Down With Torture! Gimme Torture!

By SARAH VOWELL

New York Times

February 5, 2006

Whenever I hear the president mention, oh, every 12 minutes, that his greatest responsibility is "to protect the American people," the insufferable civics robot inside my head mutters: "Actually, sir, your oath, the one with the Bible and the chief justice and the Jumbotron, is to protect and defend the Constitution of the United States. For the American people are not mere flesh whose greatest hope is to keep our personal greasy molecules intact; we, sir, are a body politic with ideals."

If the civics robot is feeling particularly nostalgic for that time in America when the word "rendition" was usually followed by the words, "of 'Louie, Louie,' " it continues to nitpick about what some of those ideals entail: Congressional oversight, due process and treating prisoners of war according to ye olde golden rule. Not only because we would hope our captive soldiers would be treated with reciprocal human decency, or because the information gleaned from torture usually turns out to be a Saddam's-in-league-with-Al-Qaeda sham, but mostly, Americans reject torture because we are not satanic monster scum.

Except, of course, the moment we pick up our TV remote controls. That's when even my inner civics robot cracks open a ginger ale, stares at Kiefer Sutherland on the beloved "24" and cheers: "Yeah, Jack Bauer! Break into that interrogation room and shoot that suspect in the leg!" There is a jarring disconnect between what I want my real-life intelligence officers to be doing versus what I want my fake TV intelligence officers to be doing. On my two favorite shows, "Alias" and "24," the protagonists Sydney Bristow (Jennifer Garner) and the aforementioned Jack Bauer bend and break the laws of the land in the name of national security with such speed and frequency, even Donald Rumsfeld himself might be outraged enough to utter a "my goodness gracious" tsk, tsk.

In "Alias," Sydney, a C.I.A. agent, will lie to senators, break into the Vatican without authorization or hitch rides on off-the-books cargo planes probably paid for by dipping into the several million dollars in questionable cash her scary, fellow-spy father keeps locked up in his storage unit somewhere in the You Can't Handle the Truth neighborhood of Los Angeles.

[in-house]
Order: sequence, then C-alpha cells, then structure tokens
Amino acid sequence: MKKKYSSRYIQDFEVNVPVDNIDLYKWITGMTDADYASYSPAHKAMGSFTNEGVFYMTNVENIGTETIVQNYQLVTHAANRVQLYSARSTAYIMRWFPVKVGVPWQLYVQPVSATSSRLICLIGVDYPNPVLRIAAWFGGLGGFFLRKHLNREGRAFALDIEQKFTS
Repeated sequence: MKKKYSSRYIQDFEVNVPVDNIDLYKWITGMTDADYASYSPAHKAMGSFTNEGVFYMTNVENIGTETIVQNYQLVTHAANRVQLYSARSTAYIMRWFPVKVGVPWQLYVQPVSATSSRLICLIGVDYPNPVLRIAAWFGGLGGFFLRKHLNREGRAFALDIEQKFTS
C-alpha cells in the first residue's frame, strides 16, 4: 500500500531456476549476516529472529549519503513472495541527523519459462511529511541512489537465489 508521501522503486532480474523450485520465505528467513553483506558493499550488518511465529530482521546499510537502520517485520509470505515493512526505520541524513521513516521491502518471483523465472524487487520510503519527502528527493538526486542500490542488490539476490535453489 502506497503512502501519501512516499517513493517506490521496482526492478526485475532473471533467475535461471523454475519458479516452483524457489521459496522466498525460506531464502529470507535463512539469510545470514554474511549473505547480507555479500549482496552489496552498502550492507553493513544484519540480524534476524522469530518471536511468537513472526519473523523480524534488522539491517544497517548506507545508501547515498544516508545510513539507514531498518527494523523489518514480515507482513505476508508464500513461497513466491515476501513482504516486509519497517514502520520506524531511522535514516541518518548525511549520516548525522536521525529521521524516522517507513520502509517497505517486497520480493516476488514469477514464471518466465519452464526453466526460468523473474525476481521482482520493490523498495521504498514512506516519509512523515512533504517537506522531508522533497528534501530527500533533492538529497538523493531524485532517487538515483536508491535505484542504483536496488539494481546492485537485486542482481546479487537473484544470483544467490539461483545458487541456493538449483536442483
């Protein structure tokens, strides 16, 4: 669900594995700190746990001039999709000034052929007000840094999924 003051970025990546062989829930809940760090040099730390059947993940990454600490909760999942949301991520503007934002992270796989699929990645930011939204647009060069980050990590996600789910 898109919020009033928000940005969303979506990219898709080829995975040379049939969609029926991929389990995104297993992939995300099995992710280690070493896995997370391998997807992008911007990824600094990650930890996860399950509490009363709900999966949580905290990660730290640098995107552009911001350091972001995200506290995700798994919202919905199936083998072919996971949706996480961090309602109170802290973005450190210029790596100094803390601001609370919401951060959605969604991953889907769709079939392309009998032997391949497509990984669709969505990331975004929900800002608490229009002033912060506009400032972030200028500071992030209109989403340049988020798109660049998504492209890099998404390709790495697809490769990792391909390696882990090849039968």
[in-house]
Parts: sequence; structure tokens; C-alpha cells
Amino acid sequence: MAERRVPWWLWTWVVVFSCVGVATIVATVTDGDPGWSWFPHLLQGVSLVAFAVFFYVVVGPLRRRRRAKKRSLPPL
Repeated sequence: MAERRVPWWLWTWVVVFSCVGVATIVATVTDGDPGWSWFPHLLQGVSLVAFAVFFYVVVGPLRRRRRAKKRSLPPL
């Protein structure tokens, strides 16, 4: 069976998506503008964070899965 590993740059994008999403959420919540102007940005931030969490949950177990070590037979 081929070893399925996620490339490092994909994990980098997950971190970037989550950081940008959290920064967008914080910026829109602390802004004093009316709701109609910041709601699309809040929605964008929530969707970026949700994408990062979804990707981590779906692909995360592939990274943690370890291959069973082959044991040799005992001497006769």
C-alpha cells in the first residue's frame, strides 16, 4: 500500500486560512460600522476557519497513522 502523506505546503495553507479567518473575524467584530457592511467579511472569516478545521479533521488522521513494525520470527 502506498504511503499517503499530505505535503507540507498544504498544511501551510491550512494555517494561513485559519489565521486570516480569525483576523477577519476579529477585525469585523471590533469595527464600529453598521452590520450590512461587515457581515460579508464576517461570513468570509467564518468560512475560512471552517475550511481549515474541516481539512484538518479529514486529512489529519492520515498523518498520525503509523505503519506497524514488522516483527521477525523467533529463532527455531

One thing that happens on "Alias" that I hope doesn't happen with the actual C.I.A. involves interior design. Specifically, the sleek look of Sydney's office. Her workplace is so white and chic and mod that the Web site televisionwithoutpity.com has nicknamed it "the Apple Store." That red leather ottoman alone looks as though it was imported from Milan for at least three grand. For the record, I don't think my tax dollars should be financing fancy footstools. As a New Yorker haunted by that August 2001 intelligence memo entitled "Bin Laden Determined to Strike in U.S.," it seems like real-life intelligence analysts have put up their feet enough.

In last week's "24," Jack Bauer is tracking down a shipment of nerve gas. Trying to pry information out of a presidential aide in league with terrorists, Bauer jabs a pointy knife at the aide's face, hissing: "The first thing I'm going to do is, I'm going to take out your right eye. I'll move over and take out your left." The others in the room, including the horrified and totally unrealistically incompetent president, all give the aide a look that says, "Dude, he's not kidding."

Sitting on my couch, under the watchful stare of no fewer than six busts of Lincoln, while wearing a sweatshirt given to volunteers at a children's tutoring center, as Bauer's knife was poised to break the man's skin, what I was thinking was: Do it. Because, if you ask me, there aren't enough detached eyeballs in prime time.

I did feel a little less guilty about the contradiction of using the same credit card to give money to Amnesty International and to buy the DVD's of "24" when I heard that Senator John McCain is such a fan of the show he will be making a cameo in tomorrow's episode. Even the man who once suffered in North Vietnamese captivity, who sponsored an antitorture amendment, is bully for potential eye stabbings on TV. On TV being the point. Unconstitutional fantasies are normal (I hope), and on TV dramas they can be entertaining and cathartic. Let's just keep them off the TV news.

Sarah Vowell, a contributor to public radio's "This American Life," is the author, most recently, of "Assassination Vacation." She will be a guest columnist during February.